The Yemen Crisis: Civil War, Starvation and Now a Global Pandemic

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Image Description: A child drags two empty water containers across a sandy road

This month, the United Nations announced that Yemen is in the midst of the largest humanitarian crisis in the world, with 24.1 million people in need of aid and protection.

The problem has been escalating on the back of a five-year-long civil war:

In 2011 an Arab spring uprising put pressure on the authoritarian president, Ali Abdullah Saleh. Followed by a series of protests from various rebel groups, Saleh was forced to give up power to his deputy, Abdrabbuh Mansour Hadi.

Mr Hadi’s government, however, failed to deal with a number of problems – the separatist movement in the south continued making noise, there were numerous attacks by jihadists, security personnel remained loyal to Saleh and ordinary Yemeni people were suffering unemployment and starvation. This left the government vulnerable.

In 2014 came a rebellion led by Houthi, an armed political movement originally against Saleh’s government. After a series of uprisings Houthi rebels, sympathisers with Zaidi Shia Muslim group, managed to gain the support of ordinary Yemeni people, disillusioned with the current situation. Eventually, they took the capital Sana’a in mid-2014.

Houthi officials announced the dissolution of a house of representatives and the installation of a Revolutionary Committee. Mr Hadi fled to Aden, and on 26 March 2015, Saudi-Arabian led coalition announced they had begun military operations against Houthi rebels in Yemen. This conflict between Houthi rebels and Saudi-led coalition is still ongoing. And the humanitarian impact is huge.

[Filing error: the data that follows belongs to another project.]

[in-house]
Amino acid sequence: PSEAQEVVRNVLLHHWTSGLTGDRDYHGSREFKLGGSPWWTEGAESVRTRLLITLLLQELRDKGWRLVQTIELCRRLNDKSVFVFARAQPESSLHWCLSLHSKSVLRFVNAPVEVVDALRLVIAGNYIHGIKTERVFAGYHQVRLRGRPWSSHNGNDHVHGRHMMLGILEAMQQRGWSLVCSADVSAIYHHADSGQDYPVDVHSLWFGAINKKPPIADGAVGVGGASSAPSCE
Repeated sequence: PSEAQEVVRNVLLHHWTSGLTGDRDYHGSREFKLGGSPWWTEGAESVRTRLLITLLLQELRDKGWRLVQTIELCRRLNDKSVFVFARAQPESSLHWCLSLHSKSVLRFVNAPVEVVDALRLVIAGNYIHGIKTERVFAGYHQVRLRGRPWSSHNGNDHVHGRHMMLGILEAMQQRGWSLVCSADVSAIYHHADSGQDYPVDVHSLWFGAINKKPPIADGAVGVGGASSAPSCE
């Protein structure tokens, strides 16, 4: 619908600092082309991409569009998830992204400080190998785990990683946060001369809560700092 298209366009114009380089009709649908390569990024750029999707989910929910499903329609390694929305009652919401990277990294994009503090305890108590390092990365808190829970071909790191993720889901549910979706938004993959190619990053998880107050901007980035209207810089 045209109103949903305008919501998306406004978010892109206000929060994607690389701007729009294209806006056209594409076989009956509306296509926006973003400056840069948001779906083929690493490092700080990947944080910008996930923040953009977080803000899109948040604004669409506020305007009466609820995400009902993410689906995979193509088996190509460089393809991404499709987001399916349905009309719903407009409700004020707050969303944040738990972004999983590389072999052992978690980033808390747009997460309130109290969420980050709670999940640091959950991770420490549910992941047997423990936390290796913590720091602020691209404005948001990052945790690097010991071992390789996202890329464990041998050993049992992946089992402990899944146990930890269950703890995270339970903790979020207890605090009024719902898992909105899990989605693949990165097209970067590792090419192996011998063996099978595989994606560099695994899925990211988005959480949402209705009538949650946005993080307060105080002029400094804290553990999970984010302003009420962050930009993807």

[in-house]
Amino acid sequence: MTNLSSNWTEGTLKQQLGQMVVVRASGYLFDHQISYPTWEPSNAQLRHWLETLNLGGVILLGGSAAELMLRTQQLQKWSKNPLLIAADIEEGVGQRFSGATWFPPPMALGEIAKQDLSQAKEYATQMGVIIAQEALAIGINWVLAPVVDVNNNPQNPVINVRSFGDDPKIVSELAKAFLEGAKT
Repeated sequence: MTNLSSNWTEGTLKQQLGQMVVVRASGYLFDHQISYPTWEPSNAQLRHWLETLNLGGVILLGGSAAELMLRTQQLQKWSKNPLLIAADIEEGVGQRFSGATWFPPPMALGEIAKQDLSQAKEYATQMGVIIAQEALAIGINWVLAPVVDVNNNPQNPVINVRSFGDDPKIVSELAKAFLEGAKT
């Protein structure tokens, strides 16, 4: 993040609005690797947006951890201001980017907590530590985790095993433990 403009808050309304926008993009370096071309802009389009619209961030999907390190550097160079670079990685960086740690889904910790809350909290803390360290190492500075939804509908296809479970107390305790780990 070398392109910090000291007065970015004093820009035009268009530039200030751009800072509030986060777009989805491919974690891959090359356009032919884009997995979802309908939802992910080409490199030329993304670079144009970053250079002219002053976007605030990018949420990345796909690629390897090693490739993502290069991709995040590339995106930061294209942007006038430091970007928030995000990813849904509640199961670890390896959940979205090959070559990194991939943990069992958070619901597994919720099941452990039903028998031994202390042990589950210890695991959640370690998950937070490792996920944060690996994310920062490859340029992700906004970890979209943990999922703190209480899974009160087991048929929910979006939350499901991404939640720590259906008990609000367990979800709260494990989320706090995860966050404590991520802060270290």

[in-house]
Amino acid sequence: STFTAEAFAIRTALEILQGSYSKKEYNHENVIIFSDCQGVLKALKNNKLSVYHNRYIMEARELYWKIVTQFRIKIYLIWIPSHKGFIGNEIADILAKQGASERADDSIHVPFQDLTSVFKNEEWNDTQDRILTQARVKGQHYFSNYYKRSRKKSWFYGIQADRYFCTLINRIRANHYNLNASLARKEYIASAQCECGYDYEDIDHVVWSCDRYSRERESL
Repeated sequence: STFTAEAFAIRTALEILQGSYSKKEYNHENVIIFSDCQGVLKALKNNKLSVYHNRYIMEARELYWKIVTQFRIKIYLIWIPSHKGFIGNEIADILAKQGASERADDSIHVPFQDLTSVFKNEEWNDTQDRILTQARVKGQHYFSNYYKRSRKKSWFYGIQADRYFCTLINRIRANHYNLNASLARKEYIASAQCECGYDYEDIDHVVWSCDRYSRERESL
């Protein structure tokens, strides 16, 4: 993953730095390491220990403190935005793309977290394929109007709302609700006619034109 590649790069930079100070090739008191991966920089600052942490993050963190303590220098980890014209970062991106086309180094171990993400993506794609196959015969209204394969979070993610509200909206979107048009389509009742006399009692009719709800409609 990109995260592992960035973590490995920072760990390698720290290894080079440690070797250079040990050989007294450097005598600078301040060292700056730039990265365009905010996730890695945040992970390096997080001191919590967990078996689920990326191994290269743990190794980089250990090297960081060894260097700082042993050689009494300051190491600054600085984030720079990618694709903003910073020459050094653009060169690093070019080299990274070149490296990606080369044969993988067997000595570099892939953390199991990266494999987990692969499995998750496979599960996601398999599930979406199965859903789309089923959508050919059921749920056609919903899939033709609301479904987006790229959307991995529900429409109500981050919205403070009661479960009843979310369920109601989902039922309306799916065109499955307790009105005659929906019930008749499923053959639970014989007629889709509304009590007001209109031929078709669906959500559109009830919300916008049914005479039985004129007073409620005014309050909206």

The UN has stated that during the past 4 years, the civil war has left at least 17,700 civilians dead or injured. The war is believed to be largely responsible for the cholera epidemic, which as of October 2017 has had over 800,000 cases.

As of March 2020, UNICEF estimates that 2 million Yemeni children under the age of 5 are suffering from acute malnutrition and are in need of treatment.

This crisis had only been made worse by the arrival of COVID-19.

This crisis had only been made worse by the arrival of COVID-19.

‘Yemen is facing an emergency within an emergency’ is how UNICEF has described the current situation. As of June 17th, just 885 confirmed coronavirus cases were reported and 214 deaths, however, real figures are expected to be much higher.

Testing rates are incredibly low, authorities lack the ability to track the disease, with the health-care system all but collapsed.

One in six of Yemen’s 333 districts have been left without any doctors, as medical care professionals fled the country to escape the conflict.

Yemen’s health system is not well equipped to fight the virus, less than half of their health facilities are currently running, and even those which are lack access to basic equipment such as masks and gloves.

As of June 6th, the UN reports that Yemen has access to just 675 intensive care beds and 309 ventilators.

50% of the population don’t have access to clean water to wash their hands

50% of the population don’t have access to clean water to wash their hands, living in close confines and sharing food the virus is set to ravage this already struggling country.

This virus has also had a devastating impact on education. Schools were already being destroyed by bombings, and now they are being forced to close due to the virus. Before COVID-19, 2 million children weren’t attending school, this figure has now reached 7 million.

Through war, starvation and a deadly virus, Yemen is being torn apart and children’s futures are being sacrificed.

For more information and ways to help, here’s a good place to start: https://yemencrisis.carrd.co/

Image Credit: bourbonconleche via Twitter

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